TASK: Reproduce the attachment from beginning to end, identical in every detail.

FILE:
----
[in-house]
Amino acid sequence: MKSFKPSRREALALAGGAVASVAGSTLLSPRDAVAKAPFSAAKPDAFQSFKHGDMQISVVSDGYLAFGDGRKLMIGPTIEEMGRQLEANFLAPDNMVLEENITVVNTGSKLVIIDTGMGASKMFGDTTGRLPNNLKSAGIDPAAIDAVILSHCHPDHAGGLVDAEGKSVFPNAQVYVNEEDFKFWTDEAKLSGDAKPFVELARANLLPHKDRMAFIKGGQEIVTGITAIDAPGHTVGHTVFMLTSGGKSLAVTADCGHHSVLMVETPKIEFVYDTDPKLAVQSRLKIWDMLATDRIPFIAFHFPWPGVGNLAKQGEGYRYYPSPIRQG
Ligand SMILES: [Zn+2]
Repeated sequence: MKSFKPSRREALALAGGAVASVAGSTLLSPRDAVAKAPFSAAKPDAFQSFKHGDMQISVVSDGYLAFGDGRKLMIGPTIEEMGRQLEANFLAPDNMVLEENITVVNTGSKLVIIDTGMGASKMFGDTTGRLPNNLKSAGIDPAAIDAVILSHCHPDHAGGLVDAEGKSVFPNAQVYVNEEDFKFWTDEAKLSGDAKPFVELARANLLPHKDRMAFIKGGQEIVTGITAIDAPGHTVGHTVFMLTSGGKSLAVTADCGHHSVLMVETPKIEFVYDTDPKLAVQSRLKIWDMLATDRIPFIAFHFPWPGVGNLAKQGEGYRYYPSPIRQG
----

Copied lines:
[in-house]
Amino acid sequence: MKSFKPSRREALALAGGAVASVAGSTLLSPRDAVAKAPFSAAKPDAFQSFKHGDMQISVVSDGYLAFGDGRKLMIGPTIEEMGRQLEANFLAPDNMVLEENITVVNTGSKLVIIDTGMGASKMFGDTTGRLPNNLKSAGIDPAAIDAVILSHCHPDHAGGLVDAEGKSVFPNAQVYVNEEDFKFWTDEAKLSGDAKPFVELARANLLPHKDRMAFIKGGQEIVTGITAIDAPGHTVGHTVFMLTSGGKSLAVTADCGHHSVLMVETPKIEFVYDTDPKLAVQSRLKIWDMLATDRIPFIAFHFPWPGVGNLAKQGEGYRYYPSPIRQG
Ligand SMILES: [Zn+2]
Repeated sequence: MKSFKPSRREALALAGGAVASVAGSTLLSPRDAVAKAPFSAAKPDAFQSFKHGDMQISVVSDGYLAFGDGRKLMIGPTIEEMGRQLEANFLAPDNMVLEENITVVNTGSKLVIIDTGMGASKMFGDTTGRLPNNLKSAGIDPAAIDAVILSHCHPDHAGGLVDAEGKSVFPNAQVYVNEEDFKFWTDEAKLSGDAKPFVELARANLLPHKDRMAFIKGGQEIVTGITAIDAPGHTVGHTVFMLTSGGKSLAVTADCGHHSVLMVETPKIEFVYDTDPKLAVQSRLKIWDMLATDRIPFIAFHFPWPGVGNLAKQGEGYRYYPSPIRQG